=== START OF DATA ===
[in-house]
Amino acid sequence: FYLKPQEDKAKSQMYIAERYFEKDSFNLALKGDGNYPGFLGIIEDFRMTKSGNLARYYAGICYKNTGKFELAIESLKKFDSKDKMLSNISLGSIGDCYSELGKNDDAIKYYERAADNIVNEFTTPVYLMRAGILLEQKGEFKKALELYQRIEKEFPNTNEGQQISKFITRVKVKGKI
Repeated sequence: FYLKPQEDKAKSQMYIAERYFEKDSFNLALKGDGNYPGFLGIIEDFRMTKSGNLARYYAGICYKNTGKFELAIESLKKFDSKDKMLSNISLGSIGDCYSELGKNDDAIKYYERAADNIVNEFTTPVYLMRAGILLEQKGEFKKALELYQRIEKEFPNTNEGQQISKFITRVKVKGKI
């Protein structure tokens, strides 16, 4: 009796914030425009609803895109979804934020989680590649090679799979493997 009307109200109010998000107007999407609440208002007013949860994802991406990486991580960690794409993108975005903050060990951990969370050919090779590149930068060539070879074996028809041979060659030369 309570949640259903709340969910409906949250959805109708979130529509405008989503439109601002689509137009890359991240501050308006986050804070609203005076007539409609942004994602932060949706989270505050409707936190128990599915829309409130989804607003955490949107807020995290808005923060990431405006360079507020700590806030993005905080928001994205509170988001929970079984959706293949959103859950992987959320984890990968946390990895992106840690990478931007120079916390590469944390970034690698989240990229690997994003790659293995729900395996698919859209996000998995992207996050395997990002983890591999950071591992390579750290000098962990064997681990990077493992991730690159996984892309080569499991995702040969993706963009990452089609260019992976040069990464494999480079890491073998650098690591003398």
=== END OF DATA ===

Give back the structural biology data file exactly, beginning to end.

[in-house]
Amino acid sequence: FYLKPQEDKAKSQMYIAERYFEKDSFNLALKGDGNYPGFLGIIEDFRMTKSGNLARYYAGICYKNTGKFELAIESLKKFDSKDKMLSNISLGSIGDCYSELGKNDDAIKYYERAADNIVNEFTTPVYLMRAGILLEQKGEFKKALELYQRIEKEFPNTNEGQQISKFITRVKVKGKI
Repeated sequence: FYLKPQEDKAKSQMYIAERYFEKDSFNLALKGDGNYPGFLGIIEDFRMTKSGNLARYYAGICYKNTGKFELAIESLKKFDSKDKMLSNISLGSIGDCYSELGKNDDAIKYYERAADNIVNEFTTPVYLMRAGILLEQKGEFKKALELYQRIEKEFPNTNEGQQISKFITRVKVKGKI
């Protein structure tokens, strides 16, 4: 009796914030425009609803895109979804934020989680590649090679799979493997 009307109200109010998000107007999407609440208002007013949860994802991406990486991580960690794409993108975005903050060990951990969370050919090779590149930068060539070879074996028809041979060659030369 309570949640259903709340969910409906949250959805109708979130529509405008989503439109601002689509137009890359991240501050308006986050804070609203005076007539409609942004994602932060949706989270505050409707936190128990599915829309409130989804607003955490949107807020995290808005923060990431405006360079507020700590806030993005905080928001994205509170988001929970079984959706293949959103859950992987959320984890990968946390990895992106840690990478931007120079916390590469944390970034690698989240990229690997994003790659293995729900395996698919859209996000998995992207996050395997990002983890591999950071591992390579750290000098962990064997681990990077493992991730690159996984892309080569499991995702040969993706963009990452089609260019992976040069990464494999480079890491073998650098690591003398």